Thursday, 19 February 2009

Why Empiricists are contrary Marys.

You know the phase that children go through, aged around 10 when every response to their parents becomes ‘why?’
Parent ;‘It’s time for bed now’……child; ‘why?’ parent; ‘because you’ll be tired tomorrow’…child ‘why?’…parent; ‘because you won’t have had enough sleep’…child ‘why?’ etc. etc.
When I, as a delightful 10 year old would play this world renowned game with my mother she would say ‘Because I say so contrary Mary’ and send me to my bedroom without further ado.
I feel this behaviour can be likened to that of an empiricist. By nature, an empiricist is required to ask ‘how?’ and demand proof of every fact presented to them. Surely this can become inextricably tedious?? ‘it’s time to go Chris’
‘how do you know?’….‘because we have to be there at two’…. ‘how do you know?’….’because Brian told me’….. ‘how does he know?? Etc etc

How can an empiricist not make their own lives and the lives of those around them hell? by constantly requiring physical evidence.
Kant draws to my mind a sensible conclusion. A metaphor he uses to illustrate his conclusion shows perhaps an initial need for proof; A child may use marbles when first learning mathematics he can see (with his own eyes) that when he places two marbles next to another two marbles, it leaves him with four marbles. Nevertheless once the child has grasped the idea that two and two equal four, he no longer requires the marbles in order to prove it each time he adds up his toy cars. He has then an A-priori understanding that two and two equals four.

I do not believe in God and were someone to try and convince me of his existence, I would undoubtedly use the lack of proof as a defence for my belief. On other hand if Josh told me that we had no lectures next week, I would be inclined to believe him...because he is a friend and with an establishment of friendship comes a level of trust. In the first instance, I am an empiricist, demanding proof of a higher power that I don’t believe exists on the other hand, I’m quite lazy and am happy to believe Josh’s (perhaps unreliable) information if it means I can have a chocolate bar and read the paper as opposed to running around looking for Horrie to check my information.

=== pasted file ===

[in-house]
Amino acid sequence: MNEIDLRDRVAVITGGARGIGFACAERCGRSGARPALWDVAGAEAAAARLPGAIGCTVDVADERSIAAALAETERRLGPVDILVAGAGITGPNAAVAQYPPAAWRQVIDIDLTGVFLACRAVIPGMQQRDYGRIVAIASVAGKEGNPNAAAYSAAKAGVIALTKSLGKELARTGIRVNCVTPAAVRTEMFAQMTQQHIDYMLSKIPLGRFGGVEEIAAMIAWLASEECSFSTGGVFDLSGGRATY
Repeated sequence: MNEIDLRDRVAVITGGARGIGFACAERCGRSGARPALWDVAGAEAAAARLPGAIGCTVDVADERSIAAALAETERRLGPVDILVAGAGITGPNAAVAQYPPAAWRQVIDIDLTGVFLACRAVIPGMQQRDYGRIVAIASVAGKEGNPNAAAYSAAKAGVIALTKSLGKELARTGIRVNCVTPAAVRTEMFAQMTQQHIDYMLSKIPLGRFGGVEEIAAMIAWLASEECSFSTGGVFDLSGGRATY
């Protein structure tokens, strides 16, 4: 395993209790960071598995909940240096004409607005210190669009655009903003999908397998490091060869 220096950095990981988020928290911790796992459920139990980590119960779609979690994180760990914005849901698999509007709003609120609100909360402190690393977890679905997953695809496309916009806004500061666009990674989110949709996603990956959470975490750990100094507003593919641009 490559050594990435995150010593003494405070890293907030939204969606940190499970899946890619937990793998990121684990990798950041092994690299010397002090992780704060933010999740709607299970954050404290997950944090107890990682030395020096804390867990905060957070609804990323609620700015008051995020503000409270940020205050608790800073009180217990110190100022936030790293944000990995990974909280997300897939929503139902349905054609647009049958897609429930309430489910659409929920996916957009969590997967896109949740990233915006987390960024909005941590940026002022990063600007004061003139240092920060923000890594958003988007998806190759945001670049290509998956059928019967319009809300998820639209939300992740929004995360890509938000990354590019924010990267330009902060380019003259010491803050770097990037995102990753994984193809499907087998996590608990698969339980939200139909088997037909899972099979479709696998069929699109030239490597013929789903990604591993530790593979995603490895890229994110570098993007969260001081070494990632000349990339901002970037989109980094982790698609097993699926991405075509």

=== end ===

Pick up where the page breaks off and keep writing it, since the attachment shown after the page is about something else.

I think as a journalist is important to have an empiricist view point to avoid getting into libel suits, as a human I think it is important not to be too cynical. So perhaps to be like one of my favourite comedians, Bill Bailey says ‘a relaxed empiricist’ is a happy medium. Bailey says whilst he demands proof for some things, if someone he knows well tells him a fact, he’s inclined to believe him.

1 comment:

  1. very good - have you got older posts somewhere else then?